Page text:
There aren’t multifarious designers who can find inspiration in a campaign to save Venice from the impacts of climate change but Vivienne Westwood is unique.
The show for her Gold Imprint collection, at Paris fashion week on Saturday, was called Replication The World, and saw the designer put the city – slowly sinking into its neighbouring lagoon – centre stage on the Paris catwalk. A pre-show steam on her blog saw Westwood speak of Venice as an “emporium of culture”, citing painters Titian and Bellini, and the municipality’s carnival, as inspiration.
A carnival spirit was evident both in the extent full of disco balls where the show took go up in the world, and with the presence of 90s “it-girl” Victoria Hervey sitting in the mask row. The show kept up the theme, using the idea of the carnival as the chaotic, anything-goes place where boys can be girls and girls can be lackeys. In this show, men wore dresses and neon makeup while maidservants were in mannish tailoring. Other elements of dress-up covered coats worn on heads and mirrored catsuits, while ruched rake someone over the coals were for events a tad more low key.
How this all related to climate transform was unclear but, once again, Westwood managed to merge her occasionally conflicting interests of fashion and politics in one event.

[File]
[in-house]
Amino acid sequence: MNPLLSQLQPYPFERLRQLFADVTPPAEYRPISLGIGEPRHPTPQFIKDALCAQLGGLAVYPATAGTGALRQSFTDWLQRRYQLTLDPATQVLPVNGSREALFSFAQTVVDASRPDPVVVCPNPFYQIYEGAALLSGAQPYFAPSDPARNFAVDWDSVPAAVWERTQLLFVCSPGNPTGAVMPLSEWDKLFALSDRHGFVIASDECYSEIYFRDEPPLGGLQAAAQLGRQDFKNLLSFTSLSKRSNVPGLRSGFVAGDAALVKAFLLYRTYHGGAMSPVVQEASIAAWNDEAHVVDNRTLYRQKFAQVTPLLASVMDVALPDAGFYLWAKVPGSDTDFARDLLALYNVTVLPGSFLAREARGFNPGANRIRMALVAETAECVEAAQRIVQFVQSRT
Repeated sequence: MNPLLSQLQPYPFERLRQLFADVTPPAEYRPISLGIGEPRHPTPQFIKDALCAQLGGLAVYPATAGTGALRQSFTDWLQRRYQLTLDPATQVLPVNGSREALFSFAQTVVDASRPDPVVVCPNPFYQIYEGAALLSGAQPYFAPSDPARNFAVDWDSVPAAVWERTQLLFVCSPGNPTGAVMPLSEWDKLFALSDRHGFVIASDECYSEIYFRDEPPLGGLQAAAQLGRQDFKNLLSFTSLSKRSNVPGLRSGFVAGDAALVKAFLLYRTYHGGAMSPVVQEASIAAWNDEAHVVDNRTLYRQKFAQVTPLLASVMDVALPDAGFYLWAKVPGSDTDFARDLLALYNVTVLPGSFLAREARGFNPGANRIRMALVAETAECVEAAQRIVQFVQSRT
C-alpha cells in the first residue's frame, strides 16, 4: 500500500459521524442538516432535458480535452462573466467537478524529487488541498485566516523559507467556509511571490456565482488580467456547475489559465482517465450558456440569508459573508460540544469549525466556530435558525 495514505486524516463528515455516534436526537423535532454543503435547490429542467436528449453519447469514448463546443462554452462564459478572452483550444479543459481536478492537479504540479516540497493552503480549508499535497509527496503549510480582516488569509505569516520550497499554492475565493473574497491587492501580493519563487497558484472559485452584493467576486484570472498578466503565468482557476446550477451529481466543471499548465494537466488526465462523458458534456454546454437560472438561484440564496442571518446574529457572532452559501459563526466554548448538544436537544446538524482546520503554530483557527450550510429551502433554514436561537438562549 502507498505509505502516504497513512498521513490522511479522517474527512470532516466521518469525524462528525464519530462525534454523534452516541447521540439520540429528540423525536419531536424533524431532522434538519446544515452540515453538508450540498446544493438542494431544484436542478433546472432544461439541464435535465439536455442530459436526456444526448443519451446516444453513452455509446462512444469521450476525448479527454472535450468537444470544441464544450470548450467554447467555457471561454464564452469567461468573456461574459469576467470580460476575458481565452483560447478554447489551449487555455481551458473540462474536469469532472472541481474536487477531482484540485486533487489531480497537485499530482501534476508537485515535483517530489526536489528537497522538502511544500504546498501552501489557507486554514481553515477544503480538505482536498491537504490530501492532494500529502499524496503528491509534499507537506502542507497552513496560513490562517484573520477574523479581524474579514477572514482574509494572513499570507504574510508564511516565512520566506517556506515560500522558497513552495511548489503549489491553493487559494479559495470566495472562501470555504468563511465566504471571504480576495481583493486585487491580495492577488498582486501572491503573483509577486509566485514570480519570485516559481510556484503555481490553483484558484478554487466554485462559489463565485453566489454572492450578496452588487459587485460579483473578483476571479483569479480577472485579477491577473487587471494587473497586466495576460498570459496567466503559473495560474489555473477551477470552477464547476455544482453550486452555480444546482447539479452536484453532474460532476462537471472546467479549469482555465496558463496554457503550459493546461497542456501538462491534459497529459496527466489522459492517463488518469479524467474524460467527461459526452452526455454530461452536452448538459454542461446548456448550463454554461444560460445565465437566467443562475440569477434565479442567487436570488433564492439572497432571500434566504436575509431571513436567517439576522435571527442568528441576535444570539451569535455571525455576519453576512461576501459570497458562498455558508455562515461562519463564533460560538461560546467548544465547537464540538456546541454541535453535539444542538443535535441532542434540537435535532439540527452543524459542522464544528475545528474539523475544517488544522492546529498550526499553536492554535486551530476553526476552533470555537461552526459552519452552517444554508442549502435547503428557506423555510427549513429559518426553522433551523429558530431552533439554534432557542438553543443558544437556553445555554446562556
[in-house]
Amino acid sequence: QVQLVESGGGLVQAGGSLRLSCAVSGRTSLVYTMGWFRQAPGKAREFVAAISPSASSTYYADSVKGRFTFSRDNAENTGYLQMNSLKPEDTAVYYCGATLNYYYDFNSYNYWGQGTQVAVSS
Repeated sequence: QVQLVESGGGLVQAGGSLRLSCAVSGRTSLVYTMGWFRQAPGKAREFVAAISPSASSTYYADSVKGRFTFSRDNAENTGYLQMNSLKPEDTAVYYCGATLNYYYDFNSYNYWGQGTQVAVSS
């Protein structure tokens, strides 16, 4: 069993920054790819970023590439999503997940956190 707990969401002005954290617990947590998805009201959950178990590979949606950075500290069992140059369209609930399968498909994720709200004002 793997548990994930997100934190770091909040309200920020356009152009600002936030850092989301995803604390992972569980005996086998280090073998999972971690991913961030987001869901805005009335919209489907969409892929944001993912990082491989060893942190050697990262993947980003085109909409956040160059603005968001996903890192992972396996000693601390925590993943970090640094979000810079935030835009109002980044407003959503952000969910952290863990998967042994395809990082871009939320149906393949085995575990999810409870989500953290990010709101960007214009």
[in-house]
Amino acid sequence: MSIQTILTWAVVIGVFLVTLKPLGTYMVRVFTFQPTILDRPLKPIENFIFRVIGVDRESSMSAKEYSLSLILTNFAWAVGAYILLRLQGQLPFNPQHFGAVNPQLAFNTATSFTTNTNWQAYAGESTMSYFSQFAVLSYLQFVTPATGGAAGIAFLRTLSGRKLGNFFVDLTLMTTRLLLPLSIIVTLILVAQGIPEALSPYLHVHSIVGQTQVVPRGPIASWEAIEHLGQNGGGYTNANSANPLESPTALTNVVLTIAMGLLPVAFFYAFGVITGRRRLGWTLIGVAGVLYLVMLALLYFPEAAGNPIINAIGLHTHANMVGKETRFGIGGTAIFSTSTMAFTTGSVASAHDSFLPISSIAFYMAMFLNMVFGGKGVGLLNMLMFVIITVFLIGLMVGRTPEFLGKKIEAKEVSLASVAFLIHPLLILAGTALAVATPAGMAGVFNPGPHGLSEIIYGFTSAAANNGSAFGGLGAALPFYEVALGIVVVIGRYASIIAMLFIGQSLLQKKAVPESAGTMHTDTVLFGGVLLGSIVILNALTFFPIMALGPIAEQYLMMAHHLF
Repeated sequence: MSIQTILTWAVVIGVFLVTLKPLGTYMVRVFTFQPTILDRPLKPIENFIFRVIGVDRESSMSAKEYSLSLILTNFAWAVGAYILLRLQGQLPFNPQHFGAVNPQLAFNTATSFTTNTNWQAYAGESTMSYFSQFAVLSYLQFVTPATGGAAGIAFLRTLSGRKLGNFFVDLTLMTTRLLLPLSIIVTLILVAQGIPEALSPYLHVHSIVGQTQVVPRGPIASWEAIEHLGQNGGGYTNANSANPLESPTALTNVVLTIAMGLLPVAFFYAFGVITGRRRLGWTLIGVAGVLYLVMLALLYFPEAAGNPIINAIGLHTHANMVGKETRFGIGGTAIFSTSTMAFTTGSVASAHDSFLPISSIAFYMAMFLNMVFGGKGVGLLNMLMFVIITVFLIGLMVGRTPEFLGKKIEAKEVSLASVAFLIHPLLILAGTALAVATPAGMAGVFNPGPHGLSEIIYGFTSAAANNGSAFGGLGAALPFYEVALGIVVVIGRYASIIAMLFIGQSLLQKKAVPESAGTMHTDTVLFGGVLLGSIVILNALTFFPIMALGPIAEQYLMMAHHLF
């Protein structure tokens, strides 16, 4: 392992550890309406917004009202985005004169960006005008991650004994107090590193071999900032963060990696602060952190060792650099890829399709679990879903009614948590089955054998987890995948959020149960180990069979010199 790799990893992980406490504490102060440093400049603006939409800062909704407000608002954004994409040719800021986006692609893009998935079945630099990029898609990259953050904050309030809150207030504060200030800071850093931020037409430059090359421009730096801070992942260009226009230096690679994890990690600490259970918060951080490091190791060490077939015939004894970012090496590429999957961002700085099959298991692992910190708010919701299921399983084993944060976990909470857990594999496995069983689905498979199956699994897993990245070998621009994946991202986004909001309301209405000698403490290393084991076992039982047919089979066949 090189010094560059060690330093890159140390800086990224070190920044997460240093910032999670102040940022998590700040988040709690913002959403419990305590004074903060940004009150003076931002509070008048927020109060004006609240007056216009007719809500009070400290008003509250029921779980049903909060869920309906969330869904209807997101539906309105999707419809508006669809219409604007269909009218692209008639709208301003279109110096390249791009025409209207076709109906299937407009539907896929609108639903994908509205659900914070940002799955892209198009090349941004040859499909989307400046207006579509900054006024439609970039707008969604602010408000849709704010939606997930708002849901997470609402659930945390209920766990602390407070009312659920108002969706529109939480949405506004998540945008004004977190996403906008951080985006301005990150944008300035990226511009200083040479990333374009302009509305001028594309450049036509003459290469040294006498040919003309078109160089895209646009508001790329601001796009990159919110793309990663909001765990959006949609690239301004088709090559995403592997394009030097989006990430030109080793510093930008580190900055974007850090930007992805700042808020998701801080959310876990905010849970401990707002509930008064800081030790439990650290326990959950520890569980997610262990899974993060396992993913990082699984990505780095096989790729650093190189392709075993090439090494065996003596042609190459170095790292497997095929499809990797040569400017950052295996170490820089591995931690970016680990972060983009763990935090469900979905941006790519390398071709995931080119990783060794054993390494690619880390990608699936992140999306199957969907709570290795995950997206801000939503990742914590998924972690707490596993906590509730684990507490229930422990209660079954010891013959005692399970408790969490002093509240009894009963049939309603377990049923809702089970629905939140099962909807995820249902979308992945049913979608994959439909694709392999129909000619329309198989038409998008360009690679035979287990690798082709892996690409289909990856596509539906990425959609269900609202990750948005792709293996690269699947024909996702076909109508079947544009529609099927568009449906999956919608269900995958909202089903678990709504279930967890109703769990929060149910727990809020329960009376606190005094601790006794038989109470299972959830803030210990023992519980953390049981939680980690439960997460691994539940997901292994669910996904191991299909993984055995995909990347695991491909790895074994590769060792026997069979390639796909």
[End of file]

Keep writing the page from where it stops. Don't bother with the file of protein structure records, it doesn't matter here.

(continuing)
The designer has increasingly reach-me-down the catwalk to raise awareness about political issues. Late-model shows have made reference to the threat to tribal communities in Peru from verboten logging and the cruelty of pig farming. There has also been a substance of fun. Her last collection in Paris, for autumn/winter 2015, had a disco-themed set, a group before the show and Game of Thrones’ Gwendoline Christie modelling.
Westwood’s campaigning hides her in the news. Last month she drove a white tank into the teaches of David Cameron’s constituency home in Oxfordshire in a protest against fracking, and she has been encouraging a documentary about the beginnings of Greenpeace, How to Change the World, in the yearning of raising people’s awareness about climate change. Terminal month, in an interview with the Guardian, she weighed into provocative issues ranging from Julian Assange to the 9/11 denunciations and migration.
Earlier in the day, in a room of plaster mouldings and chandeliers, Swedish fashion take in Acne showed a collection based on musicians’ wardrobes . The ups worked best when creative director Jonny Johansson played with the thread – as with the tweed top with Bowie-esque lightening stripes – choose than more literal interpretations, such as the Perspex electrifying guitars on blazers.
Away from clothes, the buzz on Saturday was down Lineisy Montero, the face emerging to define spring/summer 2016. Montero, the 19-year-old example from the Dominican Republic, has walked in all the most significant divulges this season, from Balmain to Balenciaga. She is being cheered as an example of the catwalk – dominated by thin, blonde white scale models – embracing diversity.